He didn’t pay good money for a medical degree for some TV critic to keep calling him “Mr.”
File under: If your hand causes you to sin, cut it off.
The Believer busts McSweeney’s for snark.
It is with trepidation that I even enter the McSweeneys/Believer/”Snark Watch” fray–long is the list of (better) writers who’ve approached that three-headed dog only to be maimed and bloodied. For all I know, Ken Krimstein and Forest Aguirre are both Dave Eggers (Heck, Alice Munro might be, too), and this whole thing is just another hall-of-mirrors mindfuck that flies right over my head.
Or it’s a sad case of Dave Eggers’ posse being trapped in the Andes, eating each other one by one…
“When I hear about The Onion having imitators, I just think, ‘Why? Do us one better. Think of something else that we haven’t thought of.'” – Maria Schneider, staff writer, The Onion.
Disillusioned teens sue Woody Allen for deceiving them
“‘I thought this movie was going to be like “American Pie” since Jason Biggs was in it,’ said 14 year old Amy Blake of Davenport, Iowa. ‘Instead there were all these stupid references from that old Jewish guy in those black glasses about the Nazis, the Gestapo and psychoanalysis. What the hell?!'” Dateline Hollywood, “Talk of the ‘Wood,” 9/22/03
Adam Sandler Fans Disappointed by Intelligent, Nuanced Performance
“Adam Sandler fans across the nation expressed deep disappointment in the new film Punch-Drunk Love, which features an intelligent, nuanced lead performance by the comedian. ‘He didn’t even do his funny high-pitched “retardo guy” voice,’ said college student Bradley Sanderson, 19, after seeing the critically lauded film Tuesday.” The Onion, 10/30/02 (archived on PTAnderson.com)
What is the deal with The New York Times and The Bottom Line? Four articles in one week? This is the sort of “flood the zone” coverage we’ve come to expect from stories about poverty (“The Neediest” series comes to mind), not an aging nightclub in Greenwich Village and its rent problems with New York University. Maybe Bill Keller is a big rock fan.
The Bottom Line shares it’s building with my old department at NYU, yet I never went there once. Anyway, here’s a timeline of Times coverage (a Timesline, perhaps?):
Village Club May Face Swan Song Over Rent by Jim Dwyer, Sept. 15, 2003
For Younger Music Fans, a Club Is, Well, History by Michael Slackman, Sept. 16, 2003
At the Bottom Line, Holding Out Hope for a Lifeline by Robin Finn, Sept. 19, 2003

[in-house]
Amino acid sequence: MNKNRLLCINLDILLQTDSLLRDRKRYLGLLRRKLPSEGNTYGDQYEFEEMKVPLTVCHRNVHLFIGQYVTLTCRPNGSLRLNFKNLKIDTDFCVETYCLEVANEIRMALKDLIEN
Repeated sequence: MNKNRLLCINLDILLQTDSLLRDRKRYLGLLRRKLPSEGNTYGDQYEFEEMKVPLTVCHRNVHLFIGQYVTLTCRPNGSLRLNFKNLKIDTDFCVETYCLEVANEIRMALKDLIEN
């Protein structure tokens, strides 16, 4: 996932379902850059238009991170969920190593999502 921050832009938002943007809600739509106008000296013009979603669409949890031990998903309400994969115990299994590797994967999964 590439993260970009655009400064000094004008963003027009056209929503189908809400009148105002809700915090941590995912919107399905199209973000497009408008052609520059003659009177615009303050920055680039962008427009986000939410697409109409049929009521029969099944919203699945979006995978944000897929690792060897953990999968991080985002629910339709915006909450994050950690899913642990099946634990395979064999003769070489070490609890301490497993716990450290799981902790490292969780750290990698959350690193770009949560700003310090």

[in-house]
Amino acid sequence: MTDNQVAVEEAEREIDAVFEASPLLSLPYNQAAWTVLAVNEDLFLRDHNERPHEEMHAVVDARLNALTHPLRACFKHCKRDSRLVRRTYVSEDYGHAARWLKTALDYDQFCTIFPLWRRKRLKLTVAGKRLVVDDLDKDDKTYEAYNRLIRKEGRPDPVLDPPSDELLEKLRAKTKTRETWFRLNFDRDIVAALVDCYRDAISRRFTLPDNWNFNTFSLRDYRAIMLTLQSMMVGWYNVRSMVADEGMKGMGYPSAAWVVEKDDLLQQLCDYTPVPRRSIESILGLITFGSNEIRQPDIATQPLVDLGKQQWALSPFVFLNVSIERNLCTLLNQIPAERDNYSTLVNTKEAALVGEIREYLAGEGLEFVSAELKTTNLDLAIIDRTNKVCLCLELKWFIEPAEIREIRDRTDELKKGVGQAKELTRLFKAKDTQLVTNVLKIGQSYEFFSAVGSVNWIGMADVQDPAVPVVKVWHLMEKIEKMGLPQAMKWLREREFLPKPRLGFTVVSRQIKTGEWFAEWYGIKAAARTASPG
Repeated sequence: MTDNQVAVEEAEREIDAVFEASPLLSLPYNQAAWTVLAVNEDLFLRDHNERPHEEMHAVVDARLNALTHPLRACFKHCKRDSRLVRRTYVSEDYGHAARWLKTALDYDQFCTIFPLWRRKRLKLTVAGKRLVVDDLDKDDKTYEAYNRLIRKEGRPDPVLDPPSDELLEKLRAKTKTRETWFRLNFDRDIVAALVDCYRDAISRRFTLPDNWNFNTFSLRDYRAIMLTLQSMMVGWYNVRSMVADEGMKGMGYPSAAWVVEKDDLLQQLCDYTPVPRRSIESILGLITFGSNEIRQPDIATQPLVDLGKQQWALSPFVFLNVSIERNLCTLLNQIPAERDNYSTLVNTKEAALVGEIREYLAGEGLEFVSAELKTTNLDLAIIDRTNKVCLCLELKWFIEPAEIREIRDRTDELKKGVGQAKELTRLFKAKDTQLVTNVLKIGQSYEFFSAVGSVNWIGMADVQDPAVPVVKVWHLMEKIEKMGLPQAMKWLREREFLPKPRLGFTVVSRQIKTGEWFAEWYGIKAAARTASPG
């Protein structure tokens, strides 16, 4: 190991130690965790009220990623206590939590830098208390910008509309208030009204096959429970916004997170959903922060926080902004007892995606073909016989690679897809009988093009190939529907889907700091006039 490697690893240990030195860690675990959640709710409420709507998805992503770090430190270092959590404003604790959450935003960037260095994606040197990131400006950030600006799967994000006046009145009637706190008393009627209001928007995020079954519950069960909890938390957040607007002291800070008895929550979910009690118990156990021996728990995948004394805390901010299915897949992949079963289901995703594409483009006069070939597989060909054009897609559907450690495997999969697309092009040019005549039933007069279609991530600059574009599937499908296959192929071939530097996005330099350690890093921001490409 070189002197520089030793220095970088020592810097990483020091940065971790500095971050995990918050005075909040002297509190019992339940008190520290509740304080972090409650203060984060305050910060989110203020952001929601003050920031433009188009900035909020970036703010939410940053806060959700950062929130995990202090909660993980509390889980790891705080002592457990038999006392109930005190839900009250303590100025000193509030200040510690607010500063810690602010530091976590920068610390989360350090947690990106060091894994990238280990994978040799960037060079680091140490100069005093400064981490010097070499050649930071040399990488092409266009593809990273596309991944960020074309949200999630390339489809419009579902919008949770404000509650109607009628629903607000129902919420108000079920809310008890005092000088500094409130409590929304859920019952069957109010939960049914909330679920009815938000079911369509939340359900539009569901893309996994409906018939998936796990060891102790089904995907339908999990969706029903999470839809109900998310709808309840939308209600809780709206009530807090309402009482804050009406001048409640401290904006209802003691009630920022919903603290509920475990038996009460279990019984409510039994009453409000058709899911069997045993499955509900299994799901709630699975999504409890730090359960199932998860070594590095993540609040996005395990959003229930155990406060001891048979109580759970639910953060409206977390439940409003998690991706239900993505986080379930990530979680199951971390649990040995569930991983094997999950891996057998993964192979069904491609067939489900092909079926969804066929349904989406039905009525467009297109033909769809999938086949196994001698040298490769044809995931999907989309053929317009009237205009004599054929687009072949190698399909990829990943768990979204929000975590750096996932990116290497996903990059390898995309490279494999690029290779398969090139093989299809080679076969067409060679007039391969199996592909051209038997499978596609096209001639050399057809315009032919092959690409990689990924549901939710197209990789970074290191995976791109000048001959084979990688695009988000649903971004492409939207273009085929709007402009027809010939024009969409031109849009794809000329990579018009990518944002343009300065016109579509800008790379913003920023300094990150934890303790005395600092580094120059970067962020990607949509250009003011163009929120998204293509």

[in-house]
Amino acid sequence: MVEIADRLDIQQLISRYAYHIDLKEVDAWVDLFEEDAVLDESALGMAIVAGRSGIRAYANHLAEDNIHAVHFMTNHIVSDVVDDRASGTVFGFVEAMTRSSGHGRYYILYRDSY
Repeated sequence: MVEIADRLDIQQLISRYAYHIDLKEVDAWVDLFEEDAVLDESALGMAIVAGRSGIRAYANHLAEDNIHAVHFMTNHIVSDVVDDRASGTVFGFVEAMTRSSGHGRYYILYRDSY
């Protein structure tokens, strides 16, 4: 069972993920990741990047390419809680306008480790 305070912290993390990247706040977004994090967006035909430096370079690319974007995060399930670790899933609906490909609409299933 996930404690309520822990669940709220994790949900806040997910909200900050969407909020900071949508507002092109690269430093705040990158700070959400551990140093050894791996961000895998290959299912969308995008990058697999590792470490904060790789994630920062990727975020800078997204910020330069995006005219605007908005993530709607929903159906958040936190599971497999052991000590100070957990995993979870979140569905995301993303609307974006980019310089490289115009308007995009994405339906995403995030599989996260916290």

Can’t Miss the Sag at the Bottom Line by Michael Brick, Sept. 21, 2003
Cold Creek Manor is Straw Dogs for the second mortgage set. While Mike Figgis is no Peckinpah, when he takes a break from his difficult, experimental films, he makes a pretty good thriller. The sounds of crickets on a silent country night were never more ominous. Stephen Dorff and his six pack put in surprisingly good performances as the Max Cady of the Pabst Blue Ribbon set. (His character’s name, Dale Massie, is even a mnemonic echo of Cady’s.)
This could be the first recorded case of negative synergy. The bully boys at The New York Post‘s Page Six use today’s lead story to take down Michael Wolff’s any-day-now book Autumn of the Moguls. It comes as no surprise that Wolff, the media columnist and resident big brain at New York magazine is a target for Page Six’s pea-shooters: Wolff won a National Magazine Award for his “This Media Life” column even though they sometimes read like fever ramblings induced by food poisoning at Michael’s (the restaurant, not the guy).
What does come as a surprise is the fact that Wolff’s book is being published by HarperCollins which is owned by News Corp., owners of The Post. Strangely, the HarperCollins Web site has no mention of the book (which has been in the works since 2000) and Page Six felt no need to disclose the connection.
Talk about going from bad to Durst.
According to the Peabody Award winning journalists at MTV News, Halle Berry (who, according to reports, just completed her teary Academy Awards filibuster some two years after she stepped up to the podium at the Kodak Theater) appears in the new Limp Bizkit video. The video, a cover of The Who’s “Behind Blue Eyes” (the Biz boyz couldn’t prevail on Pete Townzhend to let them zpell eyez az they chooze) and is tied to the release of Halle’s latest film, Gothika.
Actors have to do a lot of terrible things to help promote their films, but kissing Fred “EZ-Pass for the Playboy Mansion” Durst on the lips is surely one of the worst. What horrible crime could Berry have committed to deserve such treatment? Oh, yeah. I forgot.
Two quick thoughts about Bizkiteer Durst:
1. When did Fred Durst start to resemble the love child of Art Alexakis and Garth Brooks?
2. When is Fred’s directorial debut hitting theaters already?
[Link and images via Whatevs.org]